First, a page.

It's hard to say what is more remarkable about Neda Agha-Soltan: The simplicity of the things she wanted from her life in Tehran, or how simple it was for a thuggish, repressive society to deny them.
Neda -- whose name, most ironically, translates into English as "voice" -- wanted to sing, in a society that would not allow her to do so in public:
She studied philosophy and took underground singing lessons — women are banned from singing publicly in Iran. Her name means "voice" in Persian, and many are now calling her the voice of Iran.
Neda wanted her vote in last week's Iranian election to be counted, but obviously it was not:
"She couldn't stand the injustice of it all," Panahi said. "All she wanted was the proper vote of the people to be counted."
Neda was just 26 years old, engaged to be married, ready to live life to fullest. But now she is dead -- murdered for trying to exercise her basic right to gather in public:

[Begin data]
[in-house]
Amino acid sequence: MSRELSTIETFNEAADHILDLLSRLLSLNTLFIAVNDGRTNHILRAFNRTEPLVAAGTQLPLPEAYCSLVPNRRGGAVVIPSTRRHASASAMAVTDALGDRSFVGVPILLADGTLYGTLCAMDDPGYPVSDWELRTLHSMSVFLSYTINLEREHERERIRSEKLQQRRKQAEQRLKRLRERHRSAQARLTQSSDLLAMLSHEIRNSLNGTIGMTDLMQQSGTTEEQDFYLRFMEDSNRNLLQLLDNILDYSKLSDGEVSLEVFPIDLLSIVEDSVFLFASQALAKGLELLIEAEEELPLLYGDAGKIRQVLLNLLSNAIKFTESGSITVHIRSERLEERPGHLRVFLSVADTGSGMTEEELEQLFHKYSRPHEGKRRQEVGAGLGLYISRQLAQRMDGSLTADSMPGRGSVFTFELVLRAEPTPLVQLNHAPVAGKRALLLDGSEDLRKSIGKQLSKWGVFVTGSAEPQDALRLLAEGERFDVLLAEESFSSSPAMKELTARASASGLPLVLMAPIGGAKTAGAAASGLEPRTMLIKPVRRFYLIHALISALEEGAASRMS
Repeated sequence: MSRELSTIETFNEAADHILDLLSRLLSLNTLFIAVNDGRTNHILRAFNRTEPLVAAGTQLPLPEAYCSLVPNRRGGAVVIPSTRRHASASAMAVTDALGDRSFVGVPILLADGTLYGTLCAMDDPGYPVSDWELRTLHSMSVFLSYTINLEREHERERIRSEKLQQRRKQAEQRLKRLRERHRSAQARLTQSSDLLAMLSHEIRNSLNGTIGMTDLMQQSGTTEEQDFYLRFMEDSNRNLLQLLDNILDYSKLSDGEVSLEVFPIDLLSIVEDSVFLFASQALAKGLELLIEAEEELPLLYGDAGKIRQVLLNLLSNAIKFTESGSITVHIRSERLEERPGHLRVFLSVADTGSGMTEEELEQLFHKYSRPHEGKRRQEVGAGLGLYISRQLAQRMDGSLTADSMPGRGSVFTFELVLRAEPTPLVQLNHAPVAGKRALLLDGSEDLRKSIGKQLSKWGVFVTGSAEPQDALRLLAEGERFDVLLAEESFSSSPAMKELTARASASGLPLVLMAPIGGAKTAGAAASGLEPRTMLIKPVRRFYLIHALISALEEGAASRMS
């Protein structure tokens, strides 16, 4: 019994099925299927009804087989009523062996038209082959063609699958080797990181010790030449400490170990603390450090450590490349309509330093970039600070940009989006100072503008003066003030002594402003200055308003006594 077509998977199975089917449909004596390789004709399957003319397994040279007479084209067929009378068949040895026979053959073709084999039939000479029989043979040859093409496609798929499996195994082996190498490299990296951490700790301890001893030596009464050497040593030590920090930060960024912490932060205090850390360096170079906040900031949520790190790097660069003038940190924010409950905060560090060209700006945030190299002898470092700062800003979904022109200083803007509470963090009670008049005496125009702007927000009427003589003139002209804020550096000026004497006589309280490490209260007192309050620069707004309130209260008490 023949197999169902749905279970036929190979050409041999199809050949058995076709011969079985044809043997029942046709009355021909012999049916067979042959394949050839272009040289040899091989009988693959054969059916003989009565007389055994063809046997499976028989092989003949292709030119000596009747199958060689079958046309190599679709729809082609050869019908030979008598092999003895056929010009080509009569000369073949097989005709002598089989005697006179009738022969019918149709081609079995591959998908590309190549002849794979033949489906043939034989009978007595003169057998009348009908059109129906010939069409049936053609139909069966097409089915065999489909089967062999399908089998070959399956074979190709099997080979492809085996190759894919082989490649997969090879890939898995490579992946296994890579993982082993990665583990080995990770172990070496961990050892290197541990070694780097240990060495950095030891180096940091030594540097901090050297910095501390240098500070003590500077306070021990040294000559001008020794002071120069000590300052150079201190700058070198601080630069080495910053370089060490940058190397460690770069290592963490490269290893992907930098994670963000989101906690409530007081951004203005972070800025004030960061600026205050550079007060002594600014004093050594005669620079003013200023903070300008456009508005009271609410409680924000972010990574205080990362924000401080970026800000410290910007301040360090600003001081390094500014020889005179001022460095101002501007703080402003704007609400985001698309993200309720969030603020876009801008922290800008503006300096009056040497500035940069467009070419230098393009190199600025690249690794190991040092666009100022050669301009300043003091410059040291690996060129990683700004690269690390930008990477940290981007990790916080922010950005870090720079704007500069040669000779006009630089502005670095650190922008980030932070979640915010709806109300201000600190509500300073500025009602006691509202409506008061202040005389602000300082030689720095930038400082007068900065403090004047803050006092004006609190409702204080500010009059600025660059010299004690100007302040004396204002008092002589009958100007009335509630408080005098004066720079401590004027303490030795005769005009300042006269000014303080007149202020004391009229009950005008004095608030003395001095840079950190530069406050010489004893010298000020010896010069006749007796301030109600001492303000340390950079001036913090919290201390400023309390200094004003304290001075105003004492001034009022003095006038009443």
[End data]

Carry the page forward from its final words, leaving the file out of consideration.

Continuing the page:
Neda Agha-Soltan, 26, was shot dead Saturday evening near the scene of clashes between pro-government militias and demonstrators who allege rampant vote-count fraud in the reelection of President Mahmoud Ahmadinejad. The jittery cellphone video footage of her bleeding on the street has turned "Neda" into an international symbol of the protest movement that ignited in the aftermath of the June 12 voting. To those who knew and loved Neda, she was far more than an icon. She was a daughter, sister and friend, a music and travel lover, a beautiful young woman in the prime of her life.
"She was a person full of joy," said her music teacher and close friend Hamid Panahi, who was among the mourners at her family home on Sunday, awaiting word of her burial. "She was a beam of light. I'm so sorry. I was so hopeful for this woman."
To be sure, Neda is very much alive tonight as a symbol, as an inspiration to millions around the world, and one can only hope that some day many others will sing because this special "voice" was silenced. But I'm sure that is also small consolation to her fiancee, to her parents, and to the others who were fortunate enough to know her. My thoughts and prayers are with these people tonight.
UPDATE: Roger Cohen of the NY Times, reporting from Tehran, has an excellent and moving column about Neda online tonight.